Russia urges Iraq, Kurds to keep referendum from destabilizing region
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Russia urges Iraq, Kurds to keep referendum from destabilizing region

Moscow says while it supports Kurdish national ambitions, Iraq's territorial integrity must be preserved

Members of SWAT (Special Weapons and Tactics) security forces, affiliated to the Iraqi Interior Ministry, keep watch as they deploy on the streets after a curfew was imposed on the disputed northern city of Kirkuk, during the vote on the Kurdish independence on September 25, 2017. (AFP Photo/Ahmad Al-Rubaye)
Members of SWAT (Special Weapons and Tactics) security forces, affiliated to the Iraqi Interior Ministry, keep watch as they deploy on the streets after a curfew was imposed on the disputed northern city of Kirkuk, during the vote on the Kurdish independence on September 25, 2017. (AFP Photo/Ahmad Al-Rubaye)

Russia warned Iraqi and Kurdish leaders on Wednesday to refrain from actions that could destabilize the Middle East following the independence referendum in Iraqi Kurdistan.

In a statement, the Russian foreign ministry said that while it supports the Kurds’ national aspirations, it prefers maintaining Iraq’s territorial integrity and any solution to the dispute should be solved within a unified Iraqi state, according to Reuters.

Russian President Vladimir Putin (L) and Turkish President Recep Tayyip Erdogan attend a press conference in Istanbul on October 10, 2016. (AFP Photo/Ozan Kose)

Russian President Vladimir Putin is set to visit Ankara on Thursday for talks on Syria and Iraq with his Turkish counterpart, Recep Tayyip Erdogan, who has threatened military action over the independence vote.

As the Kurds claimed victory for the “yes” vote on Tuesday in the independence referendum rejected by Baghdad and Iraq’s neighbors, the Iraqi prime minister ordered the Kurdish region to hand over control of its airports to federal authorities or face a flight ban.

The Iraqi Kurdish leadership billed Monday’s vote as an exercise in self-determination, but the Iraqi government is strongly opposed to any redrawing of its borders, and Turkey and Iran fear the move will embolden their own Kurdish populations.

Prime Minister Haider al-Abadi issued his ultimatum a day after the landmark vote, which he said was a “historic and strategic mistake by the Kurdish leadership.”

“I will not give up on the unity of Iraq. That is my national and constitutional duty,” he said, adding that any ban would still allow for humanitarian and other “urgent” flights.

Massoud Barzani, the Kurdish regional president who spearheaded the referendum, called for “dialogue” with Baghdad. “Negotiations are the right path to solve the problems, not threats or the language of force,” he said in a televised address.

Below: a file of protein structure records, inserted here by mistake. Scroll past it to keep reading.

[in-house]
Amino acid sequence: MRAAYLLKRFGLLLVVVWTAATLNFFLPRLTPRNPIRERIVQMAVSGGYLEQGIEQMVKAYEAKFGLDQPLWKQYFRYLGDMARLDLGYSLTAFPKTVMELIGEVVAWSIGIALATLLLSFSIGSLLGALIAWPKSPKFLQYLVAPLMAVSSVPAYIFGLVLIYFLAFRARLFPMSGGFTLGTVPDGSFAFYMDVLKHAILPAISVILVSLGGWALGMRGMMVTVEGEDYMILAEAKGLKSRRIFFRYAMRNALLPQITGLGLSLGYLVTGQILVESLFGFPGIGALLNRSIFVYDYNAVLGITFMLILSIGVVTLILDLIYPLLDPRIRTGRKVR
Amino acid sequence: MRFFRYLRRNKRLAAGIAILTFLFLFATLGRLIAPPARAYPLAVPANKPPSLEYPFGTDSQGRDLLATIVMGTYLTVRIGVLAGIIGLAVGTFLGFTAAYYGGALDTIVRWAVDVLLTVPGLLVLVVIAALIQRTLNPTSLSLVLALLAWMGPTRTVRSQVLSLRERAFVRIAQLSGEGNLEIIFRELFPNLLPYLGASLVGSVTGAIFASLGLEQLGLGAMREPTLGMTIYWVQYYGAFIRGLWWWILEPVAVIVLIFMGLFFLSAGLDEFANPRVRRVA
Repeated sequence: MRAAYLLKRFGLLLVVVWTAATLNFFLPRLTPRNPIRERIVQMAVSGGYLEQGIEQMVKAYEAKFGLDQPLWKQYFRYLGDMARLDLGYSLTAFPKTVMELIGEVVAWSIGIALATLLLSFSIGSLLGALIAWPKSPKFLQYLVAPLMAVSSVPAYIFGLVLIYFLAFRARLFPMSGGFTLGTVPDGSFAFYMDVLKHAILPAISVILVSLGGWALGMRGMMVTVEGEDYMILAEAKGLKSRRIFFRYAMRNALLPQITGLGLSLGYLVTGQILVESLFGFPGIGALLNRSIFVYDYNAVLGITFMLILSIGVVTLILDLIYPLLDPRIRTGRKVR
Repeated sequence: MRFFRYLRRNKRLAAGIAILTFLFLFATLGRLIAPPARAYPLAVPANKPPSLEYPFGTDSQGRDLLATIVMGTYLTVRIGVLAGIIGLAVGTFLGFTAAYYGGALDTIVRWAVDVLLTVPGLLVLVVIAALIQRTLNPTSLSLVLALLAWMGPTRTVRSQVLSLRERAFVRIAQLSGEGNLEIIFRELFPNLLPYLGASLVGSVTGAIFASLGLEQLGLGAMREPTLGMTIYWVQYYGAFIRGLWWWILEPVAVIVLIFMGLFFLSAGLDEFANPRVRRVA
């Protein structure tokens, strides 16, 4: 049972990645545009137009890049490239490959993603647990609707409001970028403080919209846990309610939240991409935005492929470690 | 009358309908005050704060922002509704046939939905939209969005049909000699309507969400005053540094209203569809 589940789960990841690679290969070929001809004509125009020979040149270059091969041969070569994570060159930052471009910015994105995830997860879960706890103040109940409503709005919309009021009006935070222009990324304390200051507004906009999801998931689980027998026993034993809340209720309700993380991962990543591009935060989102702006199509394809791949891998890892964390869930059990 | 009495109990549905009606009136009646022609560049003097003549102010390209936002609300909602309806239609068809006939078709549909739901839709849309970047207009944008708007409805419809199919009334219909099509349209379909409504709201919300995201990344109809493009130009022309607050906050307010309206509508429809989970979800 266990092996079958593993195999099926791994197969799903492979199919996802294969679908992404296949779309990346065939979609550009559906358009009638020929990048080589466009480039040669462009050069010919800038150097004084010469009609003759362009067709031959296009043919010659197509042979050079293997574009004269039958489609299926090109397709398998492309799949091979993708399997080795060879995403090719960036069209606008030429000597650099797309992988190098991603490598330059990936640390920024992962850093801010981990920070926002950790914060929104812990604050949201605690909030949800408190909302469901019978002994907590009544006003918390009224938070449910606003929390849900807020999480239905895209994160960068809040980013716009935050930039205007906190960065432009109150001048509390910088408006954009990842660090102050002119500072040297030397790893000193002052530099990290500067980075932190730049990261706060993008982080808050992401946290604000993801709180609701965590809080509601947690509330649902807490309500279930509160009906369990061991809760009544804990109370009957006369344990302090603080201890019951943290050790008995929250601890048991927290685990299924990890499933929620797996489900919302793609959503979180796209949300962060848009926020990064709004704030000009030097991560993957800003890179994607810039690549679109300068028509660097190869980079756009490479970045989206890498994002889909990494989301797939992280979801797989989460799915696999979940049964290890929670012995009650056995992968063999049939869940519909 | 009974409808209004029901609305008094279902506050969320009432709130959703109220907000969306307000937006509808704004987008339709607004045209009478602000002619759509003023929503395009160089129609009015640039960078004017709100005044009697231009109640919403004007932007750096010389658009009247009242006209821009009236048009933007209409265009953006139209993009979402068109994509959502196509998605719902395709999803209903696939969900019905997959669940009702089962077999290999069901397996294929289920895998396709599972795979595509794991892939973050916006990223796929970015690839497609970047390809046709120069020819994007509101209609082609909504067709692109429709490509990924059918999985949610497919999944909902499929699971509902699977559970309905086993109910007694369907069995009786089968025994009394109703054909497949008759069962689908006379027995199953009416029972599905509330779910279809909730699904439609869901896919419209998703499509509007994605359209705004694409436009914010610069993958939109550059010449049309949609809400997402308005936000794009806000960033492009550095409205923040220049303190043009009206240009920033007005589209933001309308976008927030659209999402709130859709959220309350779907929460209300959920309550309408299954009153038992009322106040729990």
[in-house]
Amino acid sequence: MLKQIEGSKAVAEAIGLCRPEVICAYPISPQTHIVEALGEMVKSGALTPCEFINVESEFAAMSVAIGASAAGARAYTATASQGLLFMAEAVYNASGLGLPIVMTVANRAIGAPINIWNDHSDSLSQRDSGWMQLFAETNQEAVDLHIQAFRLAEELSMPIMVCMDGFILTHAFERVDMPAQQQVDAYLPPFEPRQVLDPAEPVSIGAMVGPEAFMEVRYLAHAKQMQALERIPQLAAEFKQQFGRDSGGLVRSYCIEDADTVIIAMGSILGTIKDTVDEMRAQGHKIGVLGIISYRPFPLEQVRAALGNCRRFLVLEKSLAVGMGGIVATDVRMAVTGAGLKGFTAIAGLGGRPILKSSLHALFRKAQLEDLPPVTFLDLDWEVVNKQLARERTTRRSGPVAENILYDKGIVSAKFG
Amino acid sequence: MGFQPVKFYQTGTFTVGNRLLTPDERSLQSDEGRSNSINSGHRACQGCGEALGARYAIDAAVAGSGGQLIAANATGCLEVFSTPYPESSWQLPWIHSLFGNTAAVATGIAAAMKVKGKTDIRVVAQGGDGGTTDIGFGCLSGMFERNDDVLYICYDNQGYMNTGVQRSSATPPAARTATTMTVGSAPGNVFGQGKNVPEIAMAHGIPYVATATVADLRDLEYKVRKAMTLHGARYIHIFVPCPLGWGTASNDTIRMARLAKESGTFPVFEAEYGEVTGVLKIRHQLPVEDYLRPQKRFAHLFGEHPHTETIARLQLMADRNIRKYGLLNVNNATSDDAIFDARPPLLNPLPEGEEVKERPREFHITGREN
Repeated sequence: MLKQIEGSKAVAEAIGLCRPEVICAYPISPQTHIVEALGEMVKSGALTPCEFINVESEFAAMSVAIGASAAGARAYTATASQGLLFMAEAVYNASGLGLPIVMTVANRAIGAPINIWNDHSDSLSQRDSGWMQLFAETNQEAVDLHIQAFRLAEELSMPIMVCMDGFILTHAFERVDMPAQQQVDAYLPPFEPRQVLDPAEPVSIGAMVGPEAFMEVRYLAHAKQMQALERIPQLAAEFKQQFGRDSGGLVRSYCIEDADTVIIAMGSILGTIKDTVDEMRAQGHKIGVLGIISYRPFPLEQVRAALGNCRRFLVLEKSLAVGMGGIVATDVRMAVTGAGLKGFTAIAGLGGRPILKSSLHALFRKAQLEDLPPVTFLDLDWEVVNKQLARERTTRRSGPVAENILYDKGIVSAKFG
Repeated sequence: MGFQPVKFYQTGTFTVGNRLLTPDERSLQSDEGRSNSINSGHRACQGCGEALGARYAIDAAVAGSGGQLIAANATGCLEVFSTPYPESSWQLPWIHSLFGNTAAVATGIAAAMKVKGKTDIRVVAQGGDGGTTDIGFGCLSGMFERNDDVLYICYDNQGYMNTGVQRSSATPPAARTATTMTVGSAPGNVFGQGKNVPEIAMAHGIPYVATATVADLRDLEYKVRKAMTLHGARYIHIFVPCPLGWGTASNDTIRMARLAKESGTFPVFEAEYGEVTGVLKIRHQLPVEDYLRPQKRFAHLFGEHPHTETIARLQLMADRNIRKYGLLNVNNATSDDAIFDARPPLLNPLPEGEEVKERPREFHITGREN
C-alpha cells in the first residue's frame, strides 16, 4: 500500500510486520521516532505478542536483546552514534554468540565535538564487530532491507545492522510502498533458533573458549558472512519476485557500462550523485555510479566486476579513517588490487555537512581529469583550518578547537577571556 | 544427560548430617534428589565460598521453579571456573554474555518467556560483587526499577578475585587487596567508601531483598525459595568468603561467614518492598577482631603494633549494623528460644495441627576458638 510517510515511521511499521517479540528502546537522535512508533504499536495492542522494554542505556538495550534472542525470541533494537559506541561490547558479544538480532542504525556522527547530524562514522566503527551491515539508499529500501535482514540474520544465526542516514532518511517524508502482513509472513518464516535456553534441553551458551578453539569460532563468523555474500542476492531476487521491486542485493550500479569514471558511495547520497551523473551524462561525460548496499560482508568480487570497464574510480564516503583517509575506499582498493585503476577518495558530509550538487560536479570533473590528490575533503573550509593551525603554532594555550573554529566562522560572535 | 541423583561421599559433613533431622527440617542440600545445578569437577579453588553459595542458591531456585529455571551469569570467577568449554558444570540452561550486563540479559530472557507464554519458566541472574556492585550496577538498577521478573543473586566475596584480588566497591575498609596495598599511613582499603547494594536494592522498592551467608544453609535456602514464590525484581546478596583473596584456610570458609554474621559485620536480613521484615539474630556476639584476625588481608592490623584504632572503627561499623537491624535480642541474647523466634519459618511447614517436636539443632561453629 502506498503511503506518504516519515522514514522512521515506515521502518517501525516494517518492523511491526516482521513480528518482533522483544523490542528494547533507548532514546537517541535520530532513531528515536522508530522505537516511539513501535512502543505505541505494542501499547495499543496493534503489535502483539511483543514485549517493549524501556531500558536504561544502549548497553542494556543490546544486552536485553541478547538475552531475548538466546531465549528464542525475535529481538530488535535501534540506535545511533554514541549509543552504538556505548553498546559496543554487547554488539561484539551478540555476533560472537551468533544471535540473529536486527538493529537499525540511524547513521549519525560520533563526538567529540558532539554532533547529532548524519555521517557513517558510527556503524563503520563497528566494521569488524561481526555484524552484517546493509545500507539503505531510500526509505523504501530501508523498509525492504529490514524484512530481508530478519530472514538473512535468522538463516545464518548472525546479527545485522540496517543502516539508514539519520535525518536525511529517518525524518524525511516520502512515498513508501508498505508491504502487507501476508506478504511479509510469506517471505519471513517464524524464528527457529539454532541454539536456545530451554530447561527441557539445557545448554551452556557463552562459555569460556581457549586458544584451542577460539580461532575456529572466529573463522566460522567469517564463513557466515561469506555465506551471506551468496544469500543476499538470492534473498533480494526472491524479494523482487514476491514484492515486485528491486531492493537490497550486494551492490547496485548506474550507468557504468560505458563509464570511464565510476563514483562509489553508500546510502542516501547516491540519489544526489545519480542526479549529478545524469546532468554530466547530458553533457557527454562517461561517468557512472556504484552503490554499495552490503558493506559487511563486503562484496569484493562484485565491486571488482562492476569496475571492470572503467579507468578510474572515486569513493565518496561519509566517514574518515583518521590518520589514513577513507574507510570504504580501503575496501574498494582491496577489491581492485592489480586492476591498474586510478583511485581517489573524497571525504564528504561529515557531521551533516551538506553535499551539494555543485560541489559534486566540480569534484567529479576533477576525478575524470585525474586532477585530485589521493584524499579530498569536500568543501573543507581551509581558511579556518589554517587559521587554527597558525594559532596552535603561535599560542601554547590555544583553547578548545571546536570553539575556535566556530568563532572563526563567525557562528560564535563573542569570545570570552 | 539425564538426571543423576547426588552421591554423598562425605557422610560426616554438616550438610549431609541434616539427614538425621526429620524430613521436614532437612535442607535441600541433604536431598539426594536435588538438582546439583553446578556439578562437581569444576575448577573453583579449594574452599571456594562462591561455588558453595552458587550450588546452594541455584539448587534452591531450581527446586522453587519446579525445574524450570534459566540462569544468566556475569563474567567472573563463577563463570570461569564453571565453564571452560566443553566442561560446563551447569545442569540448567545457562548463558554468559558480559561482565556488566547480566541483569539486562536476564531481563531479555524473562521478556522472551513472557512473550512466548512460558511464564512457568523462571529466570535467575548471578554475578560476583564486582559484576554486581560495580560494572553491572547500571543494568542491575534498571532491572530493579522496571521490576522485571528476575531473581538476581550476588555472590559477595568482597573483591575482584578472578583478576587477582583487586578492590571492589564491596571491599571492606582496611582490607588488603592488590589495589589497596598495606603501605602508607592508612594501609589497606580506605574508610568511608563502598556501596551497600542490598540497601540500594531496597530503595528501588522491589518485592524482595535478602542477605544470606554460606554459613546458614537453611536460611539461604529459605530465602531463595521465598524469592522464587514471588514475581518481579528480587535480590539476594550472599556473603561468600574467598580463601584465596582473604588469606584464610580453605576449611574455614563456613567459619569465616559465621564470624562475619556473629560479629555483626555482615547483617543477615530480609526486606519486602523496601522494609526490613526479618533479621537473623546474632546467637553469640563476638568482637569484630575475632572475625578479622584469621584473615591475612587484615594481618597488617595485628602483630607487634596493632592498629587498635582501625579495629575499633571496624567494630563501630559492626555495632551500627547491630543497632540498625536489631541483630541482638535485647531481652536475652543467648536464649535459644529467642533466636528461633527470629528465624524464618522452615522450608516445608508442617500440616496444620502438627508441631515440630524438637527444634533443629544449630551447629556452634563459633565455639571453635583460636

The president of Iraq’s autonomous Kurdish region, Massoud Barzani, speaks to reporters during a press conference at the Salah al-Din resort, in Irbil, Iraq, Sunday, Sept. 24, 2017. (AP Photo/Khalid Mohammed)

Iraqi troops are carrying out joint military exercises with Turkey along the border. Fearing the vote could be used to redraw Iraq’s borders, taking a sizable part of the country’s oil wealth with it, al-Abadi has called the referendum an act of “sedition” that “escalated the ethnic and sectarian tension” across the country.

In Iran, thousands of Kurds poured into the streets in the cities of Baneh, Saghez and Sanandaj on Monday night. Footage shared online by Iranian Kurds showed demonstrators waving lit mobile phones in the air and chanting their support into the night. Some footage also showed Iranian police officers assembling nearby or watching the demonstrators.

Iranian state television on Tuesday acknowledged the rallies, a rarity in the Islamic Republic. Iran’s paramilitary Revolutionary Guard and its regular army have been running military exercises near the border with Iraq’s Kurdish region in a sign of Tehran’s displeasure at the Kurdish referendum.

The United States and United Nations both opposed the referendum, describing it as a unilateral and potentially destabilizing move that could detract from the war Iraqi and Kurdish forces are waging against the Islamic State terror group. Israel has been the only country to support it.

Kurdish electoral commission spokesman Sherwan Zerar put the turnout at about 3.3 million of the eligible 4.5 million residents.

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